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Beverly Hills High Oil Well Cleanup Plan in Big Trouble

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The infamous Beverly Hills High oil well stops pumping at the end of this year, but will it ever get cleaned up?

Ritzy Beverly Hills's famous oil well, which sits on the grounds of their high school and is bedecked in flowery art, has long been scheduled to stop extracting oil at the end of this year, with cleanup of the site supposed to begin as soon as possible, lasting about three months. But, says the Beverly Hills Courier, there are a couple kinks in the plan: One, remediation's going to take years, not months, according to the company that operates the rig, and two, the company might not be in business long enough to foot the bill for the process.

Venoco, the company that was leasing the oil well site on Beverly Hills High School property from the BH school district, has as a condition in their lease that the site has to be cleaned by March 2017. Their lease expires on December 31, 2016, so that's about three months to get the job done. But Venoco says the task will be "expensive and complicated"—so complicated that it could take "several years" and cost between $10 and $15 million.

However, Venoco also might be bankrupt by then; they've been struggling financially "in the wake of falling oil prices and the ongoing closure of Plains All-American pipeline," and failed to make an interest payment last week. If the company files for bankruptcy, it's likely that the Bev Hills School District will be left with the financial responsibility for cleaning up the property.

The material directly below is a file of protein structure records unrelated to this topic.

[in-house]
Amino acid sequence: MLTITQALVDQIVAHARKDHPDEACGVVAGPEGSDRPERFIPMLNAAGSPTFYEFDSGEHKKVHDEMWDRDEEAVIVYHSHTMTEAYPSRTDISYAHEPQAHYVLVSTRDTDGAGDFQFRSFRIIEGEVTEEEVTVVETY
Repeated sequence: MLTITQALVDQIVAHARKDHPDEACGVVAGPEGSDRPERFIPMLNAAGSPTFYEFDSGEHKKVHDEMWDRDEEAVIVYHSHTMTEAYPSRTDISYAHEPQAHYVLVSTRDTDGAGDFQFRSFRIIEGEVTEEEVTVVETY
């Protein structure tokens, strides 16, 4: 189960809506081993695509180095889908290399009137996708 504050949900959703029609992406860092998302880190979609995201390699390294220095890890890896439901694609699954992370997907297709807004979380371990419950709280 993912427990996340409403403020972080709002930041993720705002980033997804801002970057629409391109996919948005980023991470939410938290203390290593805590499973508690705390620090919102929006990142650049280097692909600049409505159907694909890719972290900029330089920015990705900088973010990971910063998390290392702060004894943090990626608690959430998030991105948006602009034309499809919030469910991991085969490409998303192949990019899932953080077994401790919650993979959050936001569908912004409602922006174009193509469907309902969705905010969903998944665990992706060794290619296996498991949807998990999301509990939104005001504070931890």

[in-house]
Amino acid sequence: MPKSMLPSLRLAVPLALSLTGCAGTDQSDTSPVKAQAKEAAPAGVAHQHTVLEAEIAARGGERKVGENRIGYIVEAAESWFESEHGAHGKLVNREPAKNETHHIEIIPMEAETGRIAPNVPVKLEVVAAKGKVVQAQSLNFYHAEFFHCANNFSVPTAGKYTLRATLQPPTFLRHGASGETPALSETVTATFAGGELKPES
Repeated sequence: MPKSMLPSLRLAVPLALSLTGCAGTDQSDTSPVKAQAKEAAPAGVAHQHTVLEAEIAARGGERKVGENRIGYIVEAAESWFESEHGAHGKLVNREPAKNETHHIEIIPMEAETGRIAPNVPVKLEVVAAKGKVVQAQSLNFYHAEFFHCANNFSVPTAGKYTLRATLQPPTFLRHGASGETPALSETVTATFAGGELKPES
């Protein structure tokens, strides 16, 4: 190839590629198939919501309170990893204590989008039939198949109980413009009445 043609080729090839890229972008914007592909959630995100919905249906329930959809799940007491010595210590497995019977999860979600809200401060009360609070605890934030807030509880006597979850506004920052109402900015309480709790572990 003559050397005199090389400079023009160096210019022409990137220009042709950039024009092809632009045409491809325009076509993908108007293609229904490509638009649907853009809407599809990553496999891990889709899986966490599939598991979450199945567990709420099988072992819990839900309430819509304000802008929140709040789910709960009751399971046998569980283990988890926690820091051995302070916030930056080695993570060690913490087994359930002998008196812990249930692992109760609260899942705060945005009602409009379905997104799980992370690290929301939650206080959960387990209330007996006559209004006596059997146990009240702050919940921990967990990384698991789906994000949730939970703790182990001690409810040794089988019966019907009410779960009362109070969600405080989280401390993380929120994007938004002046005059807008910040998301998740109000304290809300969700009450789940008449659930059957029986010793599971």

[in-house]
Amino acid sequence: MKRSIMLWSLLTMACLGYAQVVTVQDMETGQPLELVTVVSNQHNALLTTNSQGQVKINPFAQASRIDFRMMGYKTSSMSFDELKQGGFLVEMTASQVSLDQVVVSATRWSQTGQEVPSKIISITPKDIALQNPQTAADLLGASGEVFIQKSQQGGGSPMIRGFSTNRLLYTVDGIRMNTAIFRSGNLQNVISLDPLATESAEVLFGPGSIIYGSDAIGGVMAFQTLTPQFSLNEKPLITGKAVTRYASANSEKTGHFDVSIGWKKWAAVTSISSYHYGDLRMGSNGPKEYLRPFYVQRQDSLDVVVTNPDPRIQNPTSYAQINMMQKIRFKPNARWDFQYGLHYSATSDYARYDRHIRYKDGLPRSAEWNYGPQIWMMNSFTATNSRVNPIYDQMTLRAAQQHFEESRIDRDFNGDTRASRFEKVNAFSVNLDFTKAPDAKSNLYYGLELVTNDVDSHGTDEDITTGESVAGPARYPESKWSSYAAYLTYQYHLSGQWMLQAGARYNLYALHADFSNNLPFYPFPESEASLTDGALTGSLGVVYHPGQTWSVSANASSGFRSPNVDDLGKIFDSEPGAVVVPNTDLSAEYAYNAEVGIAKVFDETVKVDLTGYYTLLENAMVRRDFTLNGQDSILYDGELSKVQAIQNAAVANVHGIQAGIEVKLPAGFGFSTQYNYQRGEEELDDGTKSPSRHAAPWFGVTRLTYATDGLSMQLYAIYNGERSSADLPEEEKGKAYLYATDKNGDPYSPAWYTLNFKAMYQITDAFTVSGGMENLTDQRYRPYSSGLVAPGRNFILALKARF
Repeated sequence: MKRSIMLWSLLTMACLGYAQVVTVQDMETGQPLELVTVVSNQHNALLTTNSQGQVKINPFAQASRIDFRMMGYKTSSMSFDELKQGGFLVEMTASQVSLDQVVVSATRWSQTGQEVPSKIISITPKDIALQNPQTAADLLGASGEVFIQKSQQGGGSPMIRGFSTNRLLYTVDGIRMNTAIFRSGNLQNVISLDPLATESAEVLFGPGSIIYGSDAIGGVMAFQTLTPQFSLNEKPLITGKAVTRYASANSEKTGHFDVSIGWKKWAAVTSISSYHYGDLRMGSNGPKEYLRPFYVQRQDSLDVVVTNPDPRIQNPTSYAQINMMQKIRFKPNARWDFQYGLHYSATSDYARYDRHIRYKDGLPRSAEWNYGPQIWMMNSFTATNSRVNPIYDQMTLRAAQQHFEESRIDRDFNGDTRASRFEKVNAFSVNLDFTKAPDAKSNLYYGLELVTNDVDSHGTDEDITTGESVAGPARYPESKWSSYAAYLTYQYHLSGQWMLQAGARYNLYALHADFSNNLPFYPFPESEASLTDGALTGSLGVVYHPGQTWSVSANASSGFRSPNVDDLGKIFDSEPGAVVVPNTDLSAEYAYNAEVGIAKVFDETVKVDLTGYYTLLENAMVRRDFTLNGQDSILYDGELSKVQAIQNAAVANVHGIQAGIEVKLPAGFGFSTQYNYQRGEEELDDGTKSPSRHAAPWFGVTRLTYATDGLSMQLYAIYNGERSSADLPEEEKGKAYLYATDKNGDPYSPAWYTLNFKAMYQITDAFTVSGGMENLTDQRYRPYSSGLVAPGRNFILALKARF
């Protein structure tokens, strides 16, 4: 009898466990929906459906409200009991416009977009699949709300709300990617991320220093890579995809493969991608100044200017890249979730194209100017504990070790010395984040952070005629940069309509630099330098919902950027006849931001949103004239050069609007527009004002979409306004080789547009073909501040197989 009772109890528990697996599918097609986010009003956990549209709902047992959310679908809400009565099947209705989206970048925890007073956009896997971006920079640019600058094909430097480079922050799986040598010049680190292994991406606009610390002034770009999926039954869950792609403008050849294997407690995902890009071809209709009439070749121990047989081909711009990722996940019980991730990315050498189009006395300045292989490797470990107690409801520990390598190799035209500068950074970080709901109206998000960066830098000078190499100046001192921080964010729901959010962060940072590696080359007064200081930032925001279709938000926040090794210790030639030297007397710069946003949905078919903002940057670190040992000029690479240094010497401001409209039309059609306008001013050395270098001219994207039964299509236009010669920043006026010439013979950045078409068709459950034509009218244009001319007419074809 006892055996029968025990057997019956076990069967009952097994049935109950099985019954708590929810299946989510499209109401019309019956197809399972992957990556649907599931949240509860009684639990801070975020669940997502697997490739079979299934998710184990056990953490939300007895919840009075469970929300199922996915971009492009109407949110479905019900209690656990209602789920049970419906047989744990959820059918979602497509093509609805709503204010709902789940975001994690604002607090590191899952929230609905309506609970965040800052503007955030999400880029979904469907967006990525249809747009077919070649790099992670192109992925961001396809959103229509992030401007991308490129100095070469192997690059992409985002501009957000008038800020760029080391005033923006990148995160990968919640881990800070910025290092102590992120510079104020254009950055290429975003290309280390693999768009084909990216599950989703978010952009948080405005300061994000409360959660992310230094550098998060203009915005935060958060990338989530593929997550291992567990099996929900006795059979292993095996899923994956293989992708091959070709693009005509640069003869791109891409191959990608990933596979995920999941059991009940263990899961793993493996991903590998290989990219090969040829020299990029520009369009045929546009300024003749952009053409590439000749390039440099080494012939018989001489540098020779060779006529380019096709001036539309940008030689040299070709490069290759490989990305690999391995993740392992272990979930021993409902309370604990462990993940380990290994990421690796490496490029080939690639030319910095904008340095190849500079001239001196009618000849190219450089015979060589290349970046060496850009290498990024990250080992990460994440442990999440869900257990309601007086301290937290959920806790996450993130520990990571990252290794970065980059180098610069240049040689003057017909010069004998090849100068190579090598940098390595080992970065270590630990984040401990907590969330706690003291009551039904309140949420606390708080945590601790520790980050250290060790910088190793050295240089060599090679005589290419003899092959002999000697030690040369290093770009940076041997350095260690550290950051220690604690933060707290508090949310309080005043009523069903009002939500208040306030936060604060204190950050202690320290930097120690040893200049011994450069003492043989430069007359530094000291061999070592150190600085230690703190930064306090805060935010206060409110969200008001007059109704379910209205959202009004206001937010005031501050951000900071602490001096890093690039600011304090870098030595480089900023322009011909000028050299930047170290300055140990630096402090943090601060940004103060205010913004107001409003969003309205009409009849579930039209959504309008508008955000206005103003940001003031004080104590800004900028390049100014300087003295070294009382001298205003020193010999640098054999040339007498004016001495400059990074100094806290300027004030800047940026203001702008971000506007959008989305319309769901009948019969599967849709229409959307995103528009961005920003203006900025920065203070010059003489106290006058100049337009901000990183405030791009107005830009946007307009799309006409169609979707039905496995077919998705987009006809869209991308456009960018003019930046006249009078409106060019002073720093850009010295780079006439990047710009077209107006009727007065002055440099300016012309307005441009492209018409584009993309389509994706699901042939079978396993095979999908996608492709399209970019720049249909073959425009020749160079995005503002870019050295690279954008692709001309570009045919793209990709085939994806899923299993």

The end of 2016 is a deadline for all oil extraction in Beverly Hills city limits; that's a big reason why the lucrative contract with Venoco wasn't renewed, despite the company's hopes to the contrary. Maybe they thought they'd have a chance to extend their lease because the derrick was such a payday for BH—Venoco pays Beverly Hills about $500,000 and the school district about $600,000 a year for the lease. Meanwhile, getting rid of it could potentially cost them millions, if Venoco doesn't step up.

In the meantime, it's basically a waiting game. "The school district is carefully weighing its options and is currently working with the City to ensure that Venoco will meet its obligations to abandon the site in a timely fashion," the school board president tells the BHC.